SO the A14 is to receive a £20million investment. “Something will be done at Spittals”. Perhaps heavy artics will stop charging the lights – cue for general rejoicing.
But stop a minute. You do not spend a seven-figure sum if the route is to be abandoned within a reasonable time. That is confirmed by the recent statements that “the complete replacement of the Huntingdon viaduct is not necessary and in-situ repair is possible”.
I do hope that whichever bright spark, who almost certainly doesn’t live round here, is thinking of “in-situ repairs” will have an alternative route in place well before the “Lane Closed” signs go up. Otherwise we will become permanent gridlock corner.
The implications of keeping the viaduct route open indefinitely are seriously bad news for Stukeley Meadows residents who already suffer from poor air quality. They are even worse for residents of Godmanchester who, in addition to poor air quality and serious noise pollution, have the twice daily misery of the Post Street traffic snarl-up to live with.
The only small tinge of a silver lining is that this news should make the ridiculous claim that Bearscroft Farm can ever be “nil detriment for the A14” much harder to say or implement without provoking widespread derision. Hopefully this ludicrous scheme will now be consigned to the waste paper basket where it rightly belongs.
Various pessimists have stated that more capacity is needed. The viaduct cannot be expanded. The only way to get this part of the country moving again is another route. The problem with this view is that a new crossing of the East Coast Main Line and the River Great Ouse is precisely the scheme that was deemed too expensive. There is no cheap way of doing it.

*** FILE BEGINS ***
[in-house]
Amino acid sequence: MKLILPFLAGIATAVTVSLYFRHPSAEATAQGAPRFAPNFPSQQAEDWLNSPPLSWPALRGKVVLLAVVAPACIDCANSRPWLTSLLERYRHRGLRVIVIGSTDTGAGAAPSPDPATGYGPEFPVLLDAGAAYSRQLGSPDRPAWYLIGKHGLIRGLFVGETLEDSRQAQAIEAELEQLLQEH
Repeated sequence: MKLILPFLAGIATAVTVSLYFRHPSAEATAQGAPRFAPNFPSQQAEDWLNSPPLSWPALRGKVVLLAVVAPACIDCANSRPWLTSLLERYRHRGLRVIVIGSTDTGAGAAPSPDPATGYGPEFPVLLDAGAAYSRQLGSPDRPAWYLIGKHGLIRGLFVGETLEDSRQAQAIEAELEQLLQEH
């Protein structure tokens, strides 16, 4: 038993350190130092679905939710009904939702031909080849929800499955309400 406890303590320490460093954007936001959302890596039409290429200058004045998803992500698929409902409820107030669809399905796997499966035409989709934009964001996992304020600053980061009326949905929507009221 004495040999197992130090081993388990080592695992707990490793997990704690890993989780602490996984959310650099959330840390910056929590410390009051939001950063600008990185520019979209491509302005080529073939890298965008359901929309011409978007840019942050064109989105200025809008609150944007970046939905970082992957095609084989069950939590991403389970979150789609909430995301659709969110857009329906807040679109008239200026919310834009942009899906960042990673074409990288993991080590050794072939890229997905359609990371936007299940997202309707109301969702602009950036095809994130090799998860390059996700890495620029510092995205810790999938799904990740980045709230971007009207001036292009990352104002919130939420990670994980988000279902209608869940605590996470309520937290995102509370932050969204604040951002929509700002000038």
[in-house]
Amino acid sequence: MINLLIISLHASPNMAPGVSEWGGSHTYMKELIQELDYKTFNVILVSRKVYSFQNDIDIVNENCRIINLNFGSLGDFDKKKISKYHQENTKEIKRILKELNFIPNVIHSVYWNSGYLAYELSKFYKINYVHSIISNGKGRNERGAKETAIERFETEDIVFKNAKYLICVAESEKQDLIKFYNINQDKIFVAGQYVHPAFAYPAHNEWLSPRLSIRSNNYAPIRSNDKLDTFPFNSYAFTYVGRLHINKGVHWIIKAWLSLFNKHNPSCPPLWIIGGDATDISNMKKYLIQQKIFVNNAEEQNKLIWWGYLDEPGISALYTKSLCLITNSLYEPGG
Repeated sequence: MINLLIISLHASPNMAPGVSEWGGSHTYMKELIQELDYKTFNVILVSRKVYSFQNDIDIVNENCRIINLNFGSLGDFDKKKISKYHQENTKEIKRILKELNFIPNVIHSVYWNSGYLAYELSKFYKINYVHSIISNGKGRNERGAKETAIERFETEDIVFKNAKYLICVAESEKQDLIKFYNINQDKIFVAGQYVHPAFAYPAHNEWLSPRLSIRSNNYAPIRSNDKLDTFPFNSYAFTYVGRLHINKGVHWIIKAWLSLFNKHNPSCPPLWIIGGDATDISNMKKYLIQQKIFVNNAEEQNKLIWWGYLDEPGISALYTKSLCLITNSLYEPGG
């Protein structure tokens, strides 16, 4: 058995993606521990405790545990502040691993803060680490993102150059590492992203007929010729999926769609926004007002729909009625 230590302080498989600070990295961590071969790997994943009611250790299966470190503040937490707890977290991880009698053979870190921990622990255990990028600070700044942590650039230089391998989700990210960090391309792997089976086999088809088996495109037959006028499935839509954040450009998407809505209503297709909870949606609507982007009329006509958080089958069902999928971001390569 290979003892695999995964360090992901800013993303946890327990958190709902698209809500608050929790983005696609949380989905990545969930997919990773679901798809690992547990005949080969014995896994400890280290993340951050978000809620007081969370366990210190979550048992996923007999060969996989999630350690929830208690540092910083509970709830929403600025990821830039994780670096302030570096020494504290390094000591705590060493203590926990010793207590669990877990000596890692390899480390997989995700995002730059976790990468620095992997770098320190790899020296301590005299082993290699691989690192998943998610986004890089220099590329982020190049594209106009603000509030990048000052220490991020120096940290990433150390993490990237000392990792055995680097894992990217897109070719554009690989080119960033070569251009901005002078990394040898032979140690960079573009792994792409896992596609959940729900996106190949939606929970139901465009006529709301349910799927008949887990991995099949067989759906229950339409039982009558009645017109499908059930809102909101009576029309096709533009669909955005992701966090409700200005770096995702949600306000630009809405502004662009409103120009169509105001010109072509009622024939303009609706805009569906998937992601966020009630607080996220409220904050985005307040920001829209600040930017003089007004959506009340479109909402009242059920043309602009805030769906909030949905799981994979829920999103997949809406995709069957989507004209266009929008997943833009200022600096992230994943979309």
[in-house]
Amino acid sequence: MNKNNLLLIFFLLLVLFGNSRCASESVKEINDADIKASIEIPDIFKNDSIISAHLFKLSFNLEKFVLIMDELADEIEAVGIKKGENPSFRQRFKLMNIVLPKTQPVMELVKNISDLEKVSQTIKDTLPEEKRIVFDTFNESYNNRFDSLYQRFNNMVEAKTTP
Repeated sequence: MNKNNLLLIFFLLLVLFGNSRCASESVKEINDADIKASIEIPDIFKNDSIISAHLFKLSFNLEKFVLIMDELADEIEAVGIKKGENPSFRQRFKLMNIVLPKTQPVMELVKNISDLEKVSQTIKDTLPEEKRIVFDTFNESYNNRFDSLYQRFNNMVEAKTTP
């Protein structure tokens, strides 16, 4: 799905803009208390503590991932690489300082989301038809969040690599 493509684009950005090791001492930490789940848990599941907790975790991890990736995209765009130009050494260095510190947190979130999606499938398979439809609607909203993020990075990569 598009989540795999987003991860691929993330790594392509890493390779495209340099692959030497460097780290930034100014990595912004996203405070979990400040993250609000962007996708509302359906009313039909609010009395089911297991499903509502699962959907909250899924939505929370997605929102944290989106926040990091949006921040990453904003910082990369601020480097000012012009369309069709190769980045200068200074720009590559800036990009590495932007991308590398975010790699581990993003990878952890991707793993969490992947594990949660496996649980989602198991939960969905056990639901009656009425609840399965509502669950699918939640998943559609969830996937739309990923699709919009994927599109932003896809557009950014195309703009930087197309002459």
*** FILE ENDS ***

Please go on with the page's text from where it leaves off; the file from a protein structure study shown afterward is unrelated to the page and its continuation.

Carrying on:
Various optimists have floated various “solutions”. Rail – commendable idea but does not make sufficient difference to the traffic load; duelling the A428, another good idea that ought to be done anyway, but is some years off; ban lorries from overtaking on our two –lane stretch, might help, but not a lot.
Road traffic is diminishing as remote working and ever-higher fuel prices bite, so wait and see if the problem melts away. Too risky. More message gantries at the eastern end of our stretch could alert drivers to traffic jams ahead and give them time to divert to other routes, thereby reducing the time taken to clear the jam.
Variable compulsory speed limits such as they “enjoy” around Heathrow is worth further consideration. A steady 50 mph is preferable to a heart stopping acceleration, slam-on-the-brakes ride that we so often see now. It certainly improves traffic flow, is relatively quick and cheap to install and could well buy us some time for the expanded rail option to take effect so that we can see if it will remove “only” one per cent of HGV traffic on the A14.
While we are thinking about options, consideration should be re-opened on the northern by-pass route. This was proposed by Lib Dems at the time when they were being ridiculed for suggesting that RAF Alconbury should become a mixed-use development.
Urban and Civic are now implementing just such a mixed –use scheme. Unless U&C can prevent many of the new workers living to the east of the site, unless few of the new residents want to work or shop in St Ives or Cambridge, and unless the 5,000 new jobs generate no significant number of HGV movements, then the expansion will generate extra load on the viaduct.
The northern route could make sense. It should be included in the mix of options to be considered.
Huntingdon Liberal Democrats